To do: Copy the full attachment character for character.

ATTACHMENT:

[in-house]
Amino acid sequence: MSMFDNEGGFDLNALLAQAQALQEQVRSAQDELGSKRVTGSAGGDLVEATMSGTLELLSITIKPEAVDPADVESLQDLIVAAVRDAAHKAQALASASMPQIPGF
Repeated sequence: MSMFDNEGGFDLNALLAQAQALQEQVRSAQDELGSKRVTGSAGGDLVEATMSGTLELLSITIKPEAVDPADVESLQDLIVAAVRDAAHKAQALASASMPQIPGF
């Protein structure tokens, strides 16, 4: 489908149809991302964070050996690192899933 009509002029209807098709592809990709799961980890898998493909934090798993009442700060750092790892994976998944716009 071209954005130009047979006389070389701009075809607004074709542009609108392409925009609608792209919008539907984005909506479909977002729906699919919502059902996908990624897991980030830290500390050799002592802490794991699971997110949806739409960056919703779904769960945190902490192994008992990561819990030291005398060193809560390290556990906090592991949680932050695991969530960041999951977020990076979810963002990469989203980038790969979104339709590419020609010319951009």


[in-house]
Amino acid sequence: MSMFDNEGGFDLNALLAQAQALQEQVRSAQDELGSKRVTGSAGGDLVEATMSGTLELLSITIKPEAVDPADVESLQDLIVAAVRDAAHKAQALASASMPQIPGF
Repeated sequence: MSMFDNEGGFDLNALLAQAQALQEQVRSAQDELGSKRVTGSAGGDLVEATMSGTLELLSITIKPEAVDPADVESLQDLIVAAVRDAAHKAQALASASMPQIPGF
């Protein structure tokens, strides 16, 4: 489908149809991302964070050996690192899933 009509002029209807098709592809990709799961980890898998493909934090798993009442700060750092790892994976998944716009 071209954005130009047979006389070389701009075809607004074709542009609108392409925009609608792209919008539907984005909506479909977002729906699919919502059902996908990624897991980030830290500390050799002592802490794991699971997110949806739409960056919703779904769960945190902490192994008992990561819990030291005398060193809560390290556990906090592991949680932050695991969530960041999951977020990076979810963002990469989203980038790969979104339709590419020609010319951009």